Don’t cut costs when it comes to your trade show team and the quality members that you have to build the best connections possible. Instead, cut their travel expenses.No, this doesn’t mean finding a cheap hotel and making your staff pay for their own food. It means planning ahead so that you can ensure you’re getting the best deals and spending your travel budget wisely. Booking flights and hotels far enough in advance will get you the best deals. It will also ensure that your staff is in the nearest hotel possible to the event, cutting down on Uber or taxi expenses. If your staff isn’t within walking distance from the trade show, you’ll have the additional expense of getting them to and from the event every day. If you cannot find a hotel close enough, consider renting a van your team can take each day. Set a time for everyone to meet in the morning so your entire team can travel to and from the show together each day, instead of leaving each person to find their own transportation. Another way to cut costs is by finding group rates. Delegate one person to book for the entire group so you can take advantage of these deals!

And while you want your staff to be comfortable and reward them for their hard work, it is advised to set clear spending limits. Communicating guidelines for spending on dining, tipping, daily travel, etc. will make sure your team is on the same page, meaning no surprises and the ability to budget accurately!

If you are thinking about downsizing to a smaller booth…Floor space for your booth can add up quickly! It is completely understandable to feel that a smaller floor plan may be a good way to cut some costs for the time being. However, if you are hoping to downgrade from an island exhibit (or equivalent) to a smaller inline booth, hear us out! There are still ways to create a big presence when downsizing on floor space.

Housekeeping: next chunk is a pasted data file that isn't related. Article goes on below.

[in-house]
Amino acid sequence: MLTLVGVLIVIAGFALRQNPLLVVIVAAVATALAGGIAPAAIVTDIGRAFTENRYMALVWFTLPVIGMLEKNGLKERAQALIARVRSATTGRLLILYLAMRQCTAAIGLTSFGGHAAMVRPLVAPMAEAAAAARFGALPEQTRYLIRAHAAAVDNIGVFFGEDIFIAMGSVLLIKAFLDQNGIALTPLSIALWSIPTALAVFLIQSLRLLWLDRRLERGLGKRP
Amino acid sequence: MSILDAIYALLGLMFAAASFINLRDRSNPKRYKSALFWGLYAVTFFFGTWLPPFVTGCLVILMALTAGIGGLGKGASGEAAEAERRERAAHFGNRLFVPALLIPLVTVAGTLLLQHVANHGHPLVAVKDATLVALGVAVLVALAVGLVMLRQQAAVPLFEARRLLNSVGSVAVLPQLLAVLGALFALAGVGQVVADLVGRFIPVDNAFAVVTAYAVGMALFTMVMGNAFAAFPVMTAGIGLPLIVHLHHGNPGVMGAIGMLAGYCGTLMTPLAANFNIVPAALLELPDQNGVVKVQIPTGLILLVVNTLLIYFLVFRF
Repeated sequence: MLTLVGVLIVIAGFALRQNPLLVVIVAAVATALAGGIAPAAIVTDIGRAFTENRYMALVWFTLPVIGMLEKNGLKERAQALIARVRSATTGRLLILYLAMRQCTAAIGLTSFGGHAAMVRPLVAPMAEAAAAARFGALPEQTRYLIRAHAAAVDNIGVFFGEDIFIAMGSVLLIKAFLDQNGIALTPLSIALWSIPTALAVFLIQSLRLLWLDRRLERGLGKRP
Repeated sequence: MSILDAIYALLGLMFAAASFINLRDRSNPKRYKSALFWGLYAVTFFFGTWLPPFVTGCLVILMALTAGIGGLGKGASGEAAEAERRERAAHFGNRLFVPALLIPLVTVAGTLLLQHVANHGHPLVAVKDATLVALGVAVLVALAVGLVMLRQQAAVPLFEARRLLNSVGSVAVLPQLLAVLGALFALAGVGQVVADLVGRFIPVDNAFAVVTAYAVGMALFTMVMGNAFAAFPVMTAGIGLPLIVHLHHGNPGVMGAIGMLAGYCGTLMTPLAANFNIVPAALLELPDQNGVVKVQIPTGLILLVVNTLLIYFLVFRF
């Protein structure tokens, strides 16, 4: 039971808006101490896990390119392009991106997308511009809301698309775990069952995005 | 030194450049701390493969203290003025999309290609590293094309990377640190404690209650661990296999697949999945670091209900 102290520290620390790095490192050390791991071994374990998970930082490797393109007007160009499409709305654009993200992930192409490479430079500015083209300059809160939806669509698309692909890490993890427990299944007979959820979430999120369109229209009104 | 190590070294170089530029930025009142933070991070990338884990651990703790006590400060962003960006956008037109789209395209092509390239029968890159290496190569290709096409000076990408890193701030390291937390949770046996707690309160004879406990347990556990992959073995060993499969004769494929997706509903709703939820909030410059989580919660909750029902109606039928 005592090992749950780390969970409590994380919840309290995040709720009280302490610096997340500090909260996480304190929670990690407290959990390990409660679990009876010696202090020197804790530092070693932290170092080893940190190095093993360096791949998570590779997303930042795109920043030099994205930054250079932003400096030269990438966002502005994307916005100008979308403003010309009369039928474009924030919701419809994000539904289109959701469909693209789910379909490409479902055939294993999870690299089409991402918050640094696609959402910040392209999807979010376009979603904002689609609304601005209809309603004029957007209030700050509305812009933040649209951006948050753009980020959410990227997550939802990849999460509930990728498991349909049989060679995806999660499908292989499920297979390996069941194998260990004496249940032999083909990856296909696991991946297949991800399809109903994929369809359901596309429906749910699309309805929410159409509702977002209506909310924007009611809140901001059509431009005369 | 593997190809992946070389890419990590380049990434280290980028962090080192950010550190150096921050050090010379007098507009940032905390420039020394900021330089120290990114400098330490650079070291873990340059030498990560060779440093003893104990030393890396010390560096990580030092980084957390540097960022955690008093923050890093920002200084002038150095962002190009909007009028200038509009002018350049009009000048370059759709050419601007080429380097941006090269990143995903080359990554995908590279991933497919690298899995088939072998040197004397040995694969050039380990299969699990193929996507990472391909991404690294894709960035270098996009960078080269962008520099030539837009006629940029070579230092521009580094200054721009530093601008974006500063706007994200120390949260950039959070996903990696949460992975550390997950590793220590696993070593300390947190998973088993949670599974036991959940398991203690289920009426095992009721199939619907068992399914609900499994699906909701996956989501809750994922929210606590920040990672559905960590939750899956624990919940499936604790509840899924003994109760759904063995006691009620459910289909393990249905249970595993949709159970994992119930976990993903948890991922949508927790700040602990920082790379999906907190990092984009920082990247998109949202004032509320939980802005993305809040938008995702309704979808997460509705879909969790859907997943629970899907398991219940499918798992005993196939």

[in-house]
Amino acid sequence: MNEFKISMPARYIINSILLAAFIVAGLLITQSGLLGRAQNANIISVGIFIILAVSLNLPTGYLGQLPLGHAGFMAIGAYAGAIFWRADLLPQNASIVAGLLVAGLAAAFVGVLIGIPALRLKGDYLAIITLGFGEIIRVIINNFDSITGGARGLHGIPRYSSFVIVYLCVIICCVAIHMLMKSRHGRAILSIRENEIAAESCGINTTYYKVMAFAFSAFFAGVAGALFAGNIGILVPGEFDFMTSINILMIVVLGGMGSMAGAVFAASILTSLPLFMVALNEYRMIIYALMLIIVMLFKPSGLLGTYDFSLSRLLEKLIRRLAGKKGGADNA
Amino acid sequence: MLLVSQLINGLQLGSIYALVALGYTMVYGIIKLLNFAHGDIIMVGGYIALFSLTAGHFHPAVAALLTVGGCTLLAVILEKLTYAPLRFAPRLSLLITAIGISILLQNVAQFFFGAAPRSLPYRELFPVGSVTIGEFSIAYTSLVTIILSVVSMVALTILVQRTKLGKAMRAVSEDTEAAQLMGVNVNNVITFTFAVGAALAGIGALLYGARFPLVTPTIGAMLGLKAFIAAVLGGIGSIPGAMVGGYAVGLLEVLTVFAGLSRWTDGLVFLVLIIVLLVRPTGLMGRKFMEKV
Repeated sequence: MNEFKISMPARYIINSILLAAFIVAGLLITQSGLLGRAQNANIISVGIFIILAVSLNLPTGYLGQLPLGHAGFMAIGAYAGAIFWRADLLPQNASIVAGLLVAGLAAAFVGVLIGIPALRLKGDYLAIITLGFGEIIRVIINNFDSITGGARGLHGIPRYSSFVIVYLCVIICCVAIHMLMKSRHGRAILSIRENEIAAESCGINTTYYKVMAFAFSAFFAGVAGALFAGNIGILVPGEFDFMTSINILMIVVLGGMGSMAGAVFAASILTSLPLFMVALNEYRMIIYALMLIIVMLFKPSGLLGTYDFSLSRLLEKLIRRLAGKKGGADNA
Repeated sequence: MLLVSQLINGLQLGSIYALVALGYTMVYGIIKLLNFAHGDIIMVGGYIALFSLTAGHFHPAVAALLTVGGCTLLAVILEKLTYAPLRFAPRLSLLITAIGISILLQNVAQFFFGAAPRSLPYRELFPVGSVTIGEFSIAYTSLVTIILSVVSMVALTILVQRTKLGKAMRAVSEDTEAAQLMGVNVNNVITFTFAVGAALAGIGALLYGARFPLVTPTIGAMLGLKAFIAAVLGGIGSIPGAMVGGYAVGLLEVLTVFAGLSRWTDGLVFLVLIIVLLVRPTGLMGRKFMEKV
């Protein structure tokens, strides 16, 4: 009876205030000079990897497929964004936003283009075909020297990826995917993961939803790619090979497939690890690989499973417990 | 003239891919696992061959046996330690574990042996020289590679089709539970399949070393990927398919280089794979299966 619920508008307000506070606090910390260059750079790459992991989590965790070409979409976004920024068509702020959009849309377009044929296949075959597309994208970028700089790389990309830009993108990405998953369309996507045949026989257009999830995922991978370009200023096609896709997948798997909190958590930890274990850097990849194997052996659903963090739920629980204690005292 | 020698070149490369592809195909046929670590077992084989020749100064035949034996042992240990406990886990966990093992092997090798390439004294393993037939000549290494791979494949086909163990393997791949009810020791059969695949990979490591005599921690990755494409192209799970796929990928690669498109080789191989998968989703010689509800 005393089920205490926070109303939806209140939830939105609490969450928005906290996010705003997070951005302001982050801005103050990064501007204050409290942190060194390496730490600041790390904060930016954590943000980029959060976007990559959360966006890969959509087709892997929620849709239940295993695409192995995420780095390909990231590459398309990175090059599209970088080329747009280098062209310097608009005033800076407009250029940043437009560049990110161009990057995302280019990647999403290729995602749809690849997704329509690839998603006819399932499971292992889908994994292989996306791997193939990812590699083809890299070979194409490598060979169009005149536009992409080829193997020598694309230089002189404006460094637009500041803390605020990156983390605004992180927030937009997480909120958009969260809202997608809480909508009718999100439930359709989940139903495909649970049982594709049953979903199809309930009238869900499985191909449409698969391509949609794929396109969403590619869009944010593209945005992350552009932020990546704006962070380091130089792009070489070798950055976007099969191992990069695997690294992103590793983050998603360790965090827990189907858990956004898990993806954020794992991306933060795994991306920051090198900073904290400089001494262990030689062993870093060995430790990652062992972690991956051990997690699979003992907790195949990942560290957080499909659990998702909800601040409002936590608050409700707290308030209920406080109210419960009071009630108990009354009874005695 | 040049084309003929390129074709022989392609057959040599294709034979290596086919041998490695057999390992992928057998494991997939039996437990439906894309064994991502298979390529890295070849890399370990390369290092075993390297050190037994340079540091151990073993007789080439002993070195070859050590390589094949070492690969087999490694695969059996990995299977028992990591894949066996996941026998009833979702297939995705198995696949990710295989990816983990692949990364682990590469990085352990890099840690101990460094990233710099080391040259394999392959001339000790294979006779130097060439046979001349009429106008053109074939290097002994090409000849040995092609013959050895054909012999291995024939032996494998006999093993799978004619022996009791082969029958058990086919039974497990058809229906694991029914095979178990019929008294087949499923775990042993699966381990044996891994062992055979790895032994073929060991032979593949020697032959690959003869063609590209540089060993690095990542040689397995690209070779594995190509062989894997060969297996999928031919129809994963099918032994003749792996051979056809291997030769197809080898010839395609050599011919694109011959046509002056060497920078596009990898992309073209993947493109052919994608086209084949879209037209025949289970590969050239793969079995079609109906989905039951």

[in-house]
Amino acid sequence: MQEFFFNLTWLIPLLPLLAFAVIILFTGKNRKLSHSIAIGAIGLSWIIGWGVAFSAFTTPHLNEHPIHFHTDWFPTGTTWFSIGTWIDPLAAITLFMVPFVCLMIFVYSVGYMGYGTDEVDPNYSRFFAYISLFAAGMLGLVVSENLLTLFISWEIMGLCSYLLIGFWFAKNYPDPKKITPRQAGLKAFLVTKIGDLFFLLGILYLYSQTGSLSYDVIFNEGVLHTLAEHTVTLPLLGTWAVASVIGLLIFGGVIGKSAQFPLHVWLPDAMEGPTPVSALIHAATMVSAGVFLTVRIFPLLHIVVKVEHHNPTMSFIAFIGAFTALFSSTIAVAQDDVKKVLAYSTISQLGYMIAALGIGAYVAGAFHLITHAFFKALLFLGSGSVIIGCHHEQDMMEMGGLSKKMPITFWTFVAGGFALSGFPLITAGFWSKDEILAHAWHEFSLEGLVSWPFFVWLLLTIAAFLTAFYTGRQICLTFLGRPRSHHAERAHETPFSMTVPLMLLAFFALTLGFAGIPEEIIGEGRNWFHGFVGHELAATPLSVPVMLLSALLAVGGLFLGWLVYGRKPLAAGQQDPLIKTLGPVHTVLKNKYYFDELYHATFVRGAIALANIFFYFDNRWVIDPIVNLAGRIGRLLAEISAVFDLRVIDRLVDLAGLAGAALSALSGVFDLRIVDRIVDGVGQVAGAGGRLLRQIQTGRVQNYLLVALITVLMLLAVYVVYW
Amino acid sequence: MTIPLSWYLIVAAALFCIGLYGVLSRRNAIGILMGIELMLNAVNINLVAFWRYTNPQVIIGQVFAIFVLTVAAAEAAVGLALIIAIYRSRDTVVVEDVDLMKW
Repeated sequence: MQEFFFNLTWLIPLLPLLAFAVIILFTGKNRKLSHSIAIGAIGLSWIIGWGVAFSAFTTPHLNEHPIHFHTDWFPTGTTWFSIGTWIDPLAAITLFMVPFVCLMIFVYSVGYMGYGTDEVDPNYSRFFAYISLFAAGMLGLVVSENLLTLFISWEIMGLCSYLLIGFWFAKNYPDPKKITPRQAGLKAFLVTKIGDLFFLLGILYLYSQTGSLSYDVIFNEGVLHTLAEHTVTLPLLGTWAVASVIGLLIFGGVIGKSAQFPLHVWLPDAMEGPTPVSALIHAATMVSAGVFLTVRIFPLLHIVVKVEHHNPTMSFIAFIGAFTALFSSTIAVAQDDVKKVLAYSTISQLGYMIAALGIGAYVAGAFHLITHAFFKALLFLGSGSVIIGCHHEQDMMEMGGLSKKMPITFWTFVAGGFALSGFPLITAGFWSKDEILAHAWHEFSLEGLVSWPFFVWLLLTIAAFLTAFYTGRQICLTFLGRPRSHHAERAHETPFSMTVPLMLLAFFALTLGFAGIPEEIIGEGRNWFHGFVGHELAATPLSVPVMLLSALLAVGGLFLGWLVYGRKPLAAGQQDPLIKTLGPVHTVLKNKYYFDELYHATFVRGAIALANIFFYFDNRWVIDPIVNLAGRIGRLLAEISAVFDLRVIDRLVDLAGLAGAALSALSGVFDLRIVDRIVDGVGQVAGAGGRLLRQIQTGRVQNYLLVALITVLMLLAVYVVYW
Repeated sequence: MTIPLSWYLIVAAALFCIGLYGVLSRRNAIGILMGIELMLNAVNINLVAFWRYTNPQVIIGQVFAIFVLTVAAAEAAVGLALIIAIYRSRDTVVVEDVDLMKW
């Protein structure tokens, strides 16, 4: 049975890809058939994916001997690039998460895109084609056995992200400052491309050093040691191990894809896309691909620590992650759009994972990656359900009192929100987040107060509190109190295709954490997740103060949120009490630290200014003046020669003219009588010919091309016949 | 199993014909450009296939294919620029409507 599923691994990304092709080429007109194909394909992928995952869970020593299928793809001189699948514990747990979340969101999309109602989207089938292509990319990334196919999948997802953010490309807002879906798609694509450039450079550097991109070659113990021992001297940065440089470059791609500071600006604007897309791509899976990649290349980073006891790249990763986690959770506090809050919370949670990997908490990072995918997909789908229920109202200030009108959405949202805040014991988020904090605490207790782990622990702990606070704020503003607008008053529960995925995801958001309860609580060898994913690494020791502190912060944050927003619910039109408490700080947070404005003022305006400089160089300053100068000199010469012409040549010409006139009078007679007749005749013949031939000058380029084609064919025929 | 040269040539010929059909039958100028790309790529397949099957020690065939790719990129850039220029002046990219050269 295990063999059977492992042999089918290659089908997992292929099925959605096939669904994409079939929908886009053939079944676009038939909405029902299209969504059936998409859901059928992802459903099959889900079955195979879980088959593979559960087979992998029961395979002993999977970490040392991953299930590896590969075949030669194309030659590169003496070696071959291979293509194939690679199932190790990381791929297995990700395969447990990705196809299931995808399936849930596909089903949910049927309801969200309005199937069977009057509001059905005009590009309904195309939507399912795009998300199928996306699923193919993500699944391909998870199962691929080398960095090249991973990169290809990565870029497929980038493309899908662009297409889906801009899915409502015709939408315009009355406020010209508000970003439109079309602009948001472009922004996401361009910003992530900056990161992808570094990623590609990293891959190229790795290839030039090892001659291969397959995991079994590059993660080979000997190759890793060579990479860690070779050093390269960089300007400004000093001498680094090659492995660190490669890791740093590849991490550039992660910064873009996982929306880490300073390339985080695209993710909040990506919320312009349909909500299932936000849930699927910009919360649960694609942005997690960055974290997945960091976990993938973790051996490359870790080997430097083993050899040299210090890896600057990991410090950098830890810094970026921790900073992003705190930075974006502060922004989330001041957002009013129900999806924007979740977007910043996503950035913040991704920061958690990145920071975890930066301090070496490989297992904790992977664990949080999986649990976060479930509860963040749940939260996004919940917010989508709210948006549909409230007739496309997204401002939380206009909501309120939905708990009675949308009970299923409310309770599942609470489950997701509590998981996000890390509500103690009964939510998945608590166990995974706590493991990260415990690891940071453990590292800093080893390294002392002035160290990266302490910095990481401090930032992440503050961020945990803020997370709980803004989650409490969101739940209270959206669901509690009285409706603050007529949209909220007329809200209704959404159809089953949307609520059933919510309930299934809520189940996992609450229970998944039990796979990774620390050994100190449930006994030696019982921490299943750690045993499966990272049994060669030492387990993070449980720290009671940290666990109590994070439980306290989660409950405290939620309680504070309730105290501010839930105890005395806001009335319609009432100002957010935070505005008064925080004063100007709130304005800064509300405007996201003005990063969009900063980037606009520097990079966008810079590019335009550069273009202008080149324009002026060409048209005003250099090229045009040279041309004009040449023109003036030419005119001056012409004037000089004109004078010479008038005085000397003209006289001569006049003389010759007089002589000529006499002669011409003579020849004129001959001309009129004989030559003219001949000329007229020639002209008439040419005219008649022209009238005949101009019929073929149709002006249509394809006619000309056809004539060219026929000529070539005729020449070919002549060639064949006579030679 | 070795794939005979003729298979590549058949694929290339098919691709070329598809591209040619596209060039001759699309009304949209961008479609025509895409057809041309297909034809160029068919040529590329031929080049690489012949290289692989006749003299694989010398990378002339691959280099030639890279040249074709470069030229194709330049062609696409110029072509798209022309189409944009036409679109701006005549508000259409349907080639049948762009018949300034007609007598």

While a large floor plan might not be in the works for you this year, there are still plenty of cost-friendly ways to make your presence known on the show floor.To make it easy to downsize, a modular trade show display is the perfect option. This allows you the flexibility to upsize or downsize when needed, all with the same exhibit components rather than investing in multiple exhibits altogether.

One great way to have a big look at a great price point is with a hanging structure. Hanging exhibit components incorporate your graphics and brand to stand tall in a sea of booths. If you are going to cut down on size this year, don’t cut down on your presence! This is a great solution to having an eye-catching exhibit that draws your ideal customers to help you meet your trade show goals, even if you are on more of a budget this year.

With a bright future ahead for trade shows, we are here to make your exhibiting experience as seamless as possible. As things might have shifted in your business, consider the options when it comes to your overall marketing goals. Rather than cutting out trade shows altogether, consider finding fewer trade shows that give you more bang for your buck and cutting down on your travel expenses. Rather than leaving some of your seasoned trade show staff back at the office, stay on the ball when it comes to planning their travel to keep costs per staff member down. Rather than moving into a smaller floor space and taking a step back in your trade show presence, consider incorporating innovative structures that will make any exhibit stand out, no matter the size.

 

ROI Calculator & Trade Show Comparison Tool

Do you need help justifying your company’s trade show investments? Then these are the tools for you. Our free Trade Show ROI Calculator and Comparison Tool can help track costs, identify new sales opportunities, and more! Two Excel spreadsheets.

 

About the Author

In her experience at Skyline's corporate office in St. Paul, Minnesota, Briquelle Neyens immersed herself in trade show research and the ins and outs of exhibit sales firsthand. She also engaged with Skyline's wide-array of products and services from an insider's perspective. Her blogs portray her expertise on what it takes to be a successful trade show marketer. She enjoys generating information that will help all trade show marketers in their decisions to become successful on the trade show floor.